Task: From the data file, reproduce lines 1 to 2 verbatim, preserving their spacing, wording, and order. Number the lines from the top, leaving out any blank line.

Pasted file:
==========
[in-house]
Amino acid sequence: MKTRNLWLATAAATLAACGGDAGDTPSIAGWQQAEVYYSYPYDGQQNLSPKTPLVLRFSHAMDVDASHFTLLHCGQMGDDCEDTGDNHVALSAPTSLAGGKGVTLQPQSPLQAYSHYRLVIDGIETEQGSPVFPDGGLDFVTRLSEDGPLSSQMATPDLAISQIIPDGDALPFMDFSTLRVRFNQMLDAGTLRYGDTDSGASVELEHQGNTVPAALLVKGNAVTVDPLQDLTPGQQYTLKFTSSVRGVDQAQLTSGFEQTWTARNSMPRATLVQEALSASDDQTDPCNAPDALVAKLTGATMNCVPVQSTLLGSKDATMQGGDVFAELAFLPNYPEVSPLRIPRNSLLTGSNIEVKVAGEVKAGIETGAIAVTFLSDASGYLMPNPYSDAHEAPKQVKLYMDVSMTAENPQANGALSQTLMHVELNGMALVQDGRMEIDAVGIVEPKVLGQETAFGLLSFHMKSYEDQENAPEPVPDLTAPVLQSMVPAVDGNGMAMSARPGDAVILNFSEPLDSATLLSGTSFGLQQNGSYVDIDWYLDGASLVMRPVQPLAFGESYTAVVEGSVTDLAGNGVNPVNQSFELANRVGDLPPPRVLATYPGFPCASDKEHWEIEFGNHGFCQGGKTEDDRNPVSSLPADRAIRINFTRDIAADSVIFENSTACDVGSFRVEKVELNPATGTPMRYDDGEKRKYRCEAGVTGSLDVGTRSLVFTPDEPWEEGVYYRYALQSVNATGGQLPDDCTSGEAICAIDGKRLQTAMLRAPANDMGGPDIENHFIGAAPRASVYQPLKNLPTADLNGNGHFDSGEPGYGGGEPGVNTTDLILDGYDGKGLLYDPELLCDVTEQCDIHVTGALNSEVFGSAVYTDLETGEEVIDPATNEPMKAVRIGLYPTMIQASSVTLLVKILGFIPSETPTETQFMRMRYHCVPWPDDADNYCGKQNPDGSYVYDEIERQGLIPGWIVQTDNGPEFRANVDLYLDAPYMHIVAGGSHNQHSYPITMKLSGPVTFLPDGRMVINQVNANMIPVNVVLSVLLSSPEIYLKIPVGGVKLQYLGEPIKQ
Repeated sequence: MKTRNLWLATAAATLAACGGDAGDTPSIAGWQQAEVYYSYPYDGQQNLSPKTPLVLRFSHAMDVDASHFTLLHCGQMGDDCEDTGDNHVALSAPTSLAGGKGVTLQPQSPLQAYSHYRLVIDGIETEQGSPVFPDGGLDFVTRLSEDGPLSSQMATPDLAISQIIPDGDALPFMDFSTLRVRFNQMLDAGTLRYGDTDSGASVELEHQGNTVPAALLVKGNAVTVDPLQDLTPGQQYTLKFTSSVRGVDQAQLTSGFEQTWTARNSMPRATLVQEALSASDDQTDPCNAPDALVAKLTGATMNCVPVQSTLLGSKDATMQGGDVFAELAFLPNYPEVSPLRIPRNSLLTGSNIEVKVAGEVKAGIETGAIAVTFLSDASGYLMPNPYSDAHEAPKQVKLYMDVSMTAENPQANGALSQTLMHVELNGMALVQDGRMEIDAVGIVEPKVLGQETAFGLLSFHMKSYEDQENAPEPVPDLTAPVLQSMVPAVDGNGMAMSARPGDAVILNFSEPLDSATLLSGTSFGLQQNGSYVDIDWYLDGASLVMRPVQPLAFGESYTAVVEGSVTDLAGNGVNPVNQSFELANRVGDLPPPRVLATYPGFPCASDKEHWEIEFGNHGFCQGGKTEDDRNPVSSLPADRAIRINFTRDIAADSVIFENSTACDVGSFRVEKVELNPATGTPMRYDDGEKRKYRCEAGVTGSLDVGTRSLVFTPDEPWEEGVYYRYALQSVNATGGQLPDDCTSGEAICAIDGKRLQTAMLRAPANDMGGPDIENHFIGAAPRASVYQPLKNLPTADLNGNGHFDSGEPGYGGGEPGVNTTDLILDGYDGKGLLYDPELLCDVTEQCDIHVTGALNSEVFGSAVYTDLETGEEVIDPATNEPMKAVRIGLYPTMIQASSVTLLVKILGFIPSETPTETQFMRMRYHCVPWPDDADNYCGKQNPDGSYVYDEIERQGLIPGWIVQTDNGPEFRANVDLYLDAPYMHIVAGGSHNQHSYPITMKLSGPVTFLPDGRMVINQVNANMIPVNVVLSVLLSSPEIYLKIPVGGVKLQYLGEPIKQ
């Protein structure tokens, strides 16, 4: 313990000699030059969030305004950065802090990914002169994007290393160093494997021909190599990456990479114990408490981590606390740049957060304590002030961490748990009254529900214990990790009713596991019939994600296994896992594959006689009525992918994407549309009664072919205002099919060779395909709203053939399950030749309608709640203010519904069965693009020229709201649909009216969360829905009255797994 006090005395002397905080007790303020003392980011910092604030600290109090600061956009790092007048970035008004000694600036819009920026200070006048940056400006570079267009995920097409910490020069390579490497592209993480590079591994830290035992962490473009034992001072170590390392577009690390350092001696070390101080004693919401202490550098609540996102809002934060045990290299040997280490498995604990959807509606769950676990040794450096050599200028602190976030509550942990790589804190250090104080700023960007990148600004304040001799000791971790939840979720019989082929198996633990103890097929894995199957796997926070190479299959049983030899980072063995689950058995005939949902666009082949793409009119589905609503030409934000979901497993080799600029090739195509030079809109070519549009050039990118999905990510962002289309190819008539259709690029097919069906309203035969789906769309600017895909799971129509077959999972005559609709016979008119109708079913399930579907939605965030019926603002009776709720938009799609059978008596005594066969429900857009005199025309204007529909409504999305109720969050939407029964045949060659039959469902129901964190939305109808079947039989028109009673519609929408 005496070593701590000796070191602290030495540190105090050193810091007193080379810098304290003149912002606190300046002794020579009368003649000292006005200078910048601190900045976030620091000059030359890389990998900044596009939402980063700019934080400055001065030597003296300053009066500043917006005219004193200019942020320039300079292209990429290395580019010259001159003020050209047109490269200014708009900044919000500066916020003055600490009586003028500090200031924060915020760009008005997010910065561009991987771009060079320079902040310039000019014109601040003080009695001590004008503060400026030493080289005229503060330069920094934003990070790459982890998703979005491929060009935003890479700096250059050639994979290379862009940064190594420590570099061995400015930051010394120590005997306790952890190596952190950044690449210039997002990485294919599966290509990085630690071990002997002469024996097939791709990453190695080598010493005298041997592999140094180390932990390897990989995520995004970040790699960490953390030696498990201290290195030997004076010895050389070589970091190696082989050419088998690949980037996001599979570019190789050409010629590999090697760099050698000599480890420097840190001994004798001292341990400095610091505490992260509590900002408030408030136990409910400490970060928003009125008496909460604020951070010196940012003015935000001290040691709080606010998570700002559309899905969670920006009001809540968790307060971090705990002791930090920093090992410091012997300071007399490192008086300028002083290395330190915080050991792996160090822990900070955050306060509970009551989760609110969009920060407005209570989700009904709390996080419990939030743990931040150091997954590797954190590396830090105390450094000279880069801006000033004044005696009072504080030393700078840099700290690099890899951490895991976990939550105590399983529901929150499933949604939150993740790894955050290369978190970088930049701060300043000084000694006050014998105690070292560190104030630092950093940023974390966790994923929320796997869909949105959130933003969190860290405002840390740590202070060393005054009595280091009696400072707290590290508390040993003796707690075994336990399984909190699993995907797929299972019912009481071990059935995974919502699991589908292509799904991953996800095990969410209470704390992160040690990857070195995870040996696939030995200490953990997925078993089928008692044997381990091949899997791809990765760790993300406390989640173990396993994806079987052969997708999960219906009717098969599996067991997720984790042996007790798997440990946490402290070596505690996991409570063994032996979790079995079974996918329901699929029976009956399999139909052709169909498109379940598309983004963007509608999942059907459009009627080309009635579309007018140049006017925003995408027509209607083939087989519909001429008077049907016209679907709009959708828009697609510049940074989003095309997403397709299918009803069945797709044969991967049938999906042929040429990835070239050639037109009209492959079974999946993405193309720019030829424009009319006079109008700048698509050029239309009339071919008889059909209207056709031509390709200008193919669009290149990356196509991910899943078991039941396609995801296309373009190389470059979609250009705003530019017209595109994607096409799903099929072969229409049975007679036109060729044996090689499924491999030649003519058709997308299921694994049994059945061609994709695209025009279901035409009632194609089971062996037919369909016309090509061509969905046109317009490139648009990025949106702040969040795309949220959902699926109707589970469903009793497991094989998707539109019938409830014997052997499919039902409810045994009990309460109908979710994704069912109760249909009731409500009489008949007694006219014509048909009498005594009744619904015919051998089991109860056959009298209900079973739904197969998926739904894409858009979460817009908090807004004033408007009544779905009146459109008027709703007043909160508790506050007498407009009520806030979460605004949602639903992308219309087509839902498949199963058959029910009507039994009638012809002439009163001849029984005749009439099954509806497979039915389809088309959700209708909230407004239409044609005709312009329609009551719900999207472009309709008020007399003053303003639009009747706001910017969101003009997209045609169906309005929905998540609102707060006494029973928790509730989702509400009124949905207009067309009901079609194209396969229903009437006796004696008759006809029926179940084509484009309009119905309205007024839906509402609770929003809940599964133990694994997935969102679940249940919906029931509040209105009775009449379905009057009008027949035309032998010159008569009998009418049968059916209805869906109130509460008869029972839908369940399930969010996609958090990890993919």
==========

[in-house]
Amino acid sequence: MKTRNLWLATAAATLAACGGDAGDTPSIAGWQQAEVYYSYPYDGQQNLSPKTPLVLRFSHAMDVDASHFTLLHCGQMGDDCEDTGDNHVALSAPTSLAGGKGVTLQPQSPLQAYSHYRLVIDGIETEQGSPVFPDGGLDFVTRLSEDGPLSSQMATPDLAISQIIPDGDALPFMDFSTLRVRFNQMLDAGTLRYGDTDSGASVELEHQGNTVPAALLVKGNAVTVDPLQDLTPGQQYTLKFTSSVRGVDQAQLTSGFEQTWTARNSMPRATLVQEALSASDDQTDPCNAPDALVAKLTGATMNCVPVQSTLLGSKDATMQGGDVFAELAFLPNYPEVSPLRIPRNSLLTGSNIEVKVAGEVKAGIETGAIAVTFLSDASGYLMPNPYSDAHEAPKQVKLYMDVSMTAENPQANGALSQTLMHVELNGMALVQDGRMEIDAVGIVEPKVLGQETAFGLLSFHMKSYEDQENAPEPVPDLTAPVLQSMVPAVDGNGMAMSARPGDAVILNFSEPLDSATLLSGTSFGLQQNGSYVDIDWYLDGASLVMRPVQPLAFGESYTAVVEGSVTDLAGNGVNPVNQSFELANRVGDLPPPRVLATYPGFPCASDKEHWEIEFGNHGFCQGGKTEDDRNPVSSLPADRAIRINFTRDIAADSVIFENSTACDVGSFRVEKVELNPATGTPMRYDDGEKRKYRCEAGVTGSLDVGTRSLVFTPDEPWEEGVYYRYALQSVNATGGQLPDDCTSGEAICAIDGKRLQTAMLRAPANDMGGPDIENHFIGAAPRASVYQPLKNLPTADLNGNGHFDSGEPGYGGGEPGVNTTDLILDGYDGKGLLYDPELLCDVTEQCDIHVTGALNSEVFGSAVYTDLETGEEVIDPATNEPMKAVRIGLYPTMIQASSVTLLVKILGFIPSETPTETQFMRMRYHCVPWPDDADNYCGKQNPDGSYVYDEIERQGLIPGWIVQTDNGPEFRANVDLYLDAPYMHIVAGGSHNQHSYPITMKLSGPVTFLPDGRMVINQVNANMIPVNVVLSVLLSSPEIYLKIPVGGVKLQYLGEPIKQ